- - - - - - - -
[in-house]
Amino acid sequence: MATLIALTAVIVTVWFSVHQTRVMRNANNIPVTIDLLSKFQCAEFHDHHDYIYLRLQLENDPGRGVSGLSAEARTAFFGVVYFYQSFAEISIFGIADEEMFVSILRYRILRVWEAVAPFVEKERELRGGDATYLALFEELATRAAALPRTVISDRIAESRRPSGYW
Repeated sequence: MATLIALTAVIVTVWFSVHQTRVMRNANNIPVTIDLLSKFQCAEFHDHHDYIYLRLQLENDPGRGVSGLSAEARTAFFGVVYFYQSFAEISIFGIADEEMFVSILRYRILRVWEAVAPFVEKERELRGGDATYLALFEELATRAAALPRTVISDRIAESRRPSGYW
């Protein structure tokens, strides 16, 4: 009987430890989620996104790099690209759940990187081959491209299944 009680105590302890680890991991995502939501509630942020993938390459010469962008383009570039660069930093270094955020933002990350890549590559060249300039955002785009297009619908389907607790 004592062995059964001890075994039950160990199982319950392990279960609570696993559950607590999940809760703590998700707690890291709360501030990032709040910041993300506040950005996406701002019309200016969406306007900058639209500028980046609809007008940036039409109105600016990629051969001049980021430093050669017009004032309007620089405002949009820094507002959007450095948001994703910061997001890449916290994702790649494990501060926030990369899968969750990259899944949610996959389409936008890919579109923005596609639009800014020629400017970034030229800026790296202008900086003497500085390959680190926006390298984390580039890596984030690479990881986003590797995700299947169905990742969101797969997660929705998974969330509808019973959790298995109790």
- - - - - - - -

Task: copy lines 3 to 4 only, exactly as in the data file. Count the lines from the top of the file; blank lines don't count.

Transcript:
Repeated sequence: MATLIALTAVIVTVWFSVHQTRVMRNANNIPVTIDLLSKFQCAEFHDHHDYIYLRLQLENDPGRGVSGLSAEARTAFFGVVYFYQSFAEISIFGIADEEMFVSILRYRILRVWEAVAPFVEKERELRGGDATYLALFEELATRAAALPRTVISDRIAESRRPSGYW
């Protein structure tokens, strides 16, 4: 009987430890989620996104790099690209759940990187081959491209299944 009680105590302890680890991991995502939501509630942020993938390459010469962008383009570039660069930093270094955020933002990350890549590559060249300039955002785009297009619908389907607790 004592062995059964001890075994039950160990199982319950392990279960609570696993559950607590999940809760703590998700707690890291709360501030990032709040910041993300506040950005996406701002019309200016969406306007900058639209500028980046609809007008940036039409109105600016990629051969001049980021430093050669017009004032309007620089405002949009820094507002959007450095948001994703910061997001890449916290994702790649494990501060926030990369899968969750990259899944949610996959389409936008890919579109923005596609639009800014020629400017970034030229800026790296202008900086003497500085390959680190926006390298984390580039890596984030690479990881986003590797995700299947169905990742969101797969997660929705998974969330509808019973959790298995109790």